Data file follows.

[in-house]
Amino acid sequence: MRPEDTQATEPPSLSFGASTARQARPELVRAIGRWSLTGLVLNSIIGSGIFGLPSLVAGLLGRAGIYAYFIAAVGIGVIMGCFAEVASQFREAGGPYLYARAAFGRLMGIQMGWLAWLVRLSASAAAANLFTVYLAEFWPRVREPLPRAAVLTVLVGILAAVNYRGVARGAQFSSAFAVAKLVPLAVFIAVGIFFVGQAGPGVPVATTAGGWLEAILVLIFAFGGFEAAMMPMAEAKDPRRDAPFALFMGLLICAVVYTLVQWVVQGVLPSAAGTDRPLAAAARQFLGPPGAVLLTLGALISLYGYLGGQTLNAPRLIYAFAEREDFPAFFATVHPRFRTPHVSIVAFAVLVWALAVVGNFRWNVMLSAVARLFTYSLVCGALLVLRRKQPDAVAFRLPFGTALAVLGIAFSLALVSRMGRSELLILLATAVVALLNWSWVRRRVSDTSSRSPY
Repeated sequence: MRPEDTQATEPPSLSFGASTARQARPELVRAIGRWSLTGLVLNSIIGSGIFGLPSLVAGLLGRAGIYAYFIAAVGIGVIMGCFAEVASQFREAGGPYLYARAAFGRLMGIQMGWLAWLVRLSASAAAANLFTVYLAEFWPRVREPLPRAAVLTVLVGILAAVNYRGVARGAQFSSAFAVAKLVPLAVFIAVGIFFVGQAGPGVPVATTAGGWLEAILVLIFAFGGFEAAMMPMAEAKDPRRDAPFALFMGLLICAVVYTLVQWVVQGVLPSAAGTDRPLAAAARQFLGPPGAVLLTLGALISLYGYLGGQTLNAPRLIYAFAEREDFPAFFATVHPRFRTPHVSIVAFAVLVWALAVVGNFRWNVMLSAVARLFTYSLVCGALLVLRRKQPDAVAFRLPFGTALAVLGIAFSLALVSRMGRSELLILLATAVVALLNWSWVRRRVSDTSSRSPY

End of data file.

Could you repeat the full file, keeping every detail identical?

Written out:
[in-house]
Amino acid sequence: MRPEDTQATEPPSLSFGASTARQARPELVRAIGRWSLTGLVLNSIIGSGIFGLPSLVAGLLGRAGIYAYFIAAVGIGVIMGCFAEVASQFREAGGPYLYARAAFGRLMGIQMGWLAWLVRLSASAAAANLFTVYLAEFWPRVREPLPRAAVLTVLVGILAAVNYRGVARGAQFSSAFAVAKLVPLAVFIAVGIFFVGQAGPGVPVATTAGGWLEAILVLIFAFGGFEAAMMPMAEAKDPRRDAPFALFMGLLICAVVYTLVQWVVQGVLPSAAGTDRPLAAAARQFLGPPGAVLLTLGALISLYGYLGGQTLNAPRLIYAFAEREDFPAFFATVHPRFRTPHVSIVAFAVLVWALAVVGNFRWNVMLSAVARLFTYSLVCGALLVLRRKQPDAVAFRLPFGTALAVLGIAFSLALVSRMGRSELLILLATAVVALLNWSWVRRRVSDTSSRSPY
Repeated sequence: MRPEDTQATEPPSLSFGASTARQARPELVRAIGRWSLTGLVLNSIIGSGIFGLPSLVAGLLGRAGIYAYFIAAVGIGVIMGCFAEVASQFREAGGPYLYARAAFGRLMGIQMGWLAWLVRLSASAAAANLFTVYLAEFWPRVREPLPRAAVLTVLVGILAAVNYRGVARGAQFSSAFAVAKLVPLAVFIAVGIFFVGQAGPGVPVATTAGGWLEAILVLIFAFGGFEAAMMPMAEAKDPRRDAPFALFMGLLICAVVYTLVQWVVQGVLPSAAGTDRPLAAAARQFLGPPGAVLLTLGALISLYGYLGGQTLNAPRLIYAFAEREDFPAFFATVHPRFRTPHVSIVAFAVLVWALAVVGNFRWNVMLSAVARLFTYSLVCGALLVLRRKQPDAVAFRLPFGTALAVLGIAFSLALVSRMGRSELLILLATAVVALLNWSWVRRRVSDTSSRSPY